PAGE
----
Mental and emotional issues such as anxiety, depression and past sexual traumas can also lead to sexual problems in both men and women. For instance, stress at work or in your relationships can make it hard to enjoy sex. If you are having these types of issues and they alter your sex life, then speaking with a mental health expert may help. Licensed social workers, psychologists and psychiatrists may also offer useful tips for you. During these sessions, you can talk about your feelings relative to sex and closeness. Some health care groups have sexual health programs where you can get referred to see a sex health expert. Ask your health care provider about such programs. For men, a primary care provider or urologist is a good place to start. For women, a primary care provider, urologist or gynecologist is a good place to start. Visit the American Association of Sexuality Educators, Counselors & Therapists (AASECT) at www.aasect.org for more facts. For further information about ED symptoms, causes, diagnosis and treatment, please visit UrologyHealth.org/Educational.Materials.

“Today, women are being more proactive about their sexual health and advocating for ways to help them have meaningful sexual lives.”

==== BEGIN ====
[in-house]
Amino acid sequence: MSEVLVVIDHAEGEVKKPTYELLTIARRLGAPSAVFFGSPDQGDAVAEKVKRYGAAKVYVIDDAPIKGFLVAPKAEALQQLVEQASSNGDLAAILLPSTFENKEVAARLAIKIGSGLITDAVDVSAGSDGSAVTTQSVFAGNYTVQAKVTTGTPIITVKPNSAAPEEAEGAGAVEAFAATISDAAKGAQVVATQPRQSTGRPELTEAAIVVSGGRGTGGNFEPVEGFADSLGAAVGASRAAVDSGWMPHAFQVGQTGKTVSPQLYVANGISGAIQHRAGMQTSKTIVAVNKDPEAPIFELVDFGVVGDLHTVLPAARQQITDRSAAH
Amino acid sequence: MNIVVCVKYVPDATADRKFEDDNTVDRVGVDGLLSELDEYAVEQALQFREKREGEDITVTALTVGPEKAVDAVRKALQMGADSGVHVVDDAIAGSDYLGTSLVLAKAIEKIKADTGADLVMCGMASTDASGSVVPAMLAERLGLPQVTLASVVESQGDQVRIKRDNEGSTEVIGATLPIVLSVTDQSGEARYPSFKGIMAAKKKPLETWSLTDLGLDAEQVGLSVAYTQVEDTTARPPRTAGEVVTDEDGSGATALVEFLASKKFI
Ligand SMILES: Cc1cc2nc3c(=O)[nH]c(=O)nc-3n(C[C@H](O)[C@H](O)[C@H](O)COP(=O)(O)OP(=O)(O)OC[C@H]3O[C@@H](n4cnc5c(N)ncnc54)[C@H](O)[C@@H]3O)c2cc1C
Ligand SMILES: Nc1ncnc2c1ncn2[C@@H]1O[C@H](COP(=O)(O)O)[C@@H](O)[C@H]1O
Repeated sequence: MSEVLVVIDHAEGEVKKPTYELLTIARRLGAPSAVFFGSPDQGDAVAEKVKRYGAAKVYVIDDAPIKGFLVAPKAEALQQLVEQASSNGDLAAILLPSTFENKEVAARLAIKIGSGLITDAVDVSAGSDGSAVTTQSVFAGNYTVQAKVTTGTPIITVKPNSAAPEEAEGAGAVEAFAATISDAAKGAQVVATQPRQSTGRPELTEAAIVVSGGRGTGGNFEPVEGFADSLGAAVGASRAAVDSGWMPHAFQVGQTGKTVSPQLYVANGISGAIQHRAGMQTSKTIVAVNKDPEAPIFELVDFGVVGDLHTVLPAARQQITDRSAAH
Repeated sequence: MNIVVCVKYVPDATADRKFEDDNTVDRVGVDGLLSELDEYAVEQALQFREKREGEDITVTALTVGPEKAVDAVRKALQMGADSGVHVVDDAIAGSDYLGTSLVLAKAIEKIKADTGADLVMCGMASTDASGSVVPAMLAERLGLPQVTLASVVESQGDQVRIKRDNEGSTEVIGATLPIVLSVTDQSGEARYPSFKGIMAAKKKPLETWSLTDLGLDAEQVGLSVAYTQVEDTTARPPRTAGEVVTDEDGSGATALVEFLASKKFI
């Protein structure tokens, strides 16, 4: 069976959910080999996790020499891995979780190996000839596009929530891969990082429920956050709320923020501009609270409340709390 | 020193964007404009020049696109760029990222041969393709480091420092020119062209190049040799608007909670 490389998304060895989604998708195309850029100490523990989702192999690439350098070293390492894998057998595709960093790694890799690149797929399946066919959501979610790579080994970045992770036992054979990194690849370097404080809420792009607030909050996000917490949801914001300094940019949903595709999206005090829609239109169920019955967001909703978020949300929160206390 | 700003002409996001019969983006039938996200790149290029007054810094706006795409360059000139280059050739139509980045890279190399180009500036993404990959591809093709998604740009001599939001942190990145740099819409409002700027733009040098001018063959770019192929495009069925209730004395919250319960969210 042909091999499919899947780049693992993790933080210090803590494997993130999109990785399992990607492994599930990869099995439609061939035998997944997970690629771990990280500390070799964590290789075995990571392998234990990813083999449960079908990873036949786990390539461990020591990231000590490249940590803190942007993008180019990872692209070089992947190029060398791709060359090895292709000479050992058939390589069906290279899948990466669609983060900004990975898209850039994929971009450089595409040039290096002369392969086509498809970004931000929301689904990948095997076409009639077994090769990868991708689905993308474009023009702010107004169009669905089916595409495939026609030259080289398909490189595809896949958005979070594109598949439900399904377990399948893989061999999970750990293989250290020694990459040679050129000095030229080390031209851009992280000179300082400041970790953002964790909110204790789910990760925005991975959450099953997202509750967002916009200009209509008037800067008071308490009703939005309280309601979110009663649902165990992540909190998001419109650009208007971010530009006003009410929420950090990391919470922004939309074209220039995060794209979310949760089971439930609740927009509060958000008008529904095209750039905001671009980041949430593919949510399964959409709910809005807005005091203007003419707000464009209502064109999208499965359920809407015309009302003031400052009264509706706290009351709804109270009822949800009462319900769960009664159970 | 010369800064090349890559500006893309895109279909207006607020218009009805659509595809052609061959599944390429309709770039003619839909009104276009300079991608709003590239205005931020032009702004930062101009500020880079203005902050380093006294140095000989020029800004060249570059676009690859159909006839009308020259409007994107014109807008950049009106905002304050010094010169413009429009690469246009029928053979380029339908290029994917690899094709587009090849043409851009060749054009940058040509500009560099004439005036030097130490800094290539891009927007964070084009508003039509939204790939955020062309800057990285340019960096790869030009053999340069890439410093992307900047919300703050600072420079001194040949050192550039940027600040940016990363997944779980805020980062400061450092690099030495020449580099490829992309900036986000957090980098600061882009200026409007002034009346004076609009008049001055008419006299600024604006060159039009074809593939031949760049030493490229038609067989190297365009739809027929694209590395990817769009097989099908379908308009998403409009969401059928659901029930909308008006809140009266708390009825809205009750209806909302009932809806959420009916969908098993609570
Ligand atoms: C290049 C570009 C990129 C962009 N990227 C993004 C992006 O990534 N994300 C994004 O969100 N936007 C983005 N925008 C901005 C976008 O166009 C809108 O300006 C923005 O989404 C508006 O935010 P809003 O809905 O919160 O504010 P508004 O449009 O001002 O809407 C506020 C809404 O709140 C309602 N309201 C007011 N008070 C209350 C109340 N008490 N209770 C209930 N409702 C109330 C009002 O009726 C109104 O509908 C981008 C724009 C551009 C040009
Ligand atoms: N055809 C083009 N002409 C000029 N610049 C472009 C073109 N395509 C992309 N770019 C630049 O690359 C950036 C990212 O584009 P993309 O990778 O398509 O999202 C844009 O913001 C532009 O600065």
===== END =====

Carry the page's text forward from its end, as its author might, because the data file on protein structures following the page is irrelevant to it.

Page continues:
​Post-Prostatectomy and Sexual Dysfunction

​What should women know about ED post-prostatectomy?

Having a meaningful sex life is likely, but it will take time. Most of the time, many women are worried about the health and well-being of their partners, first and foremost. Sex is not always top of mind. Getting through the surgery is a bigger concern. Ask questions so you’ll know what to expect in terms of your partner’s healing. 

​What drugs and tools are in the market to help couples deal with ED?

“This can be a topic of debate – the thought that sexual function can be fully fixed by drugs and devices. Things like the quality of the surgery, present co-morbidities like high blood sugar, health status, and lifestyle habits like smoking and healthy eating also play a role in ED,” says Dr. Arthur L. Burnett, Professor of Urology, Oncology, Cellular and Molecular Medicine at Johns Hopkins Medicine.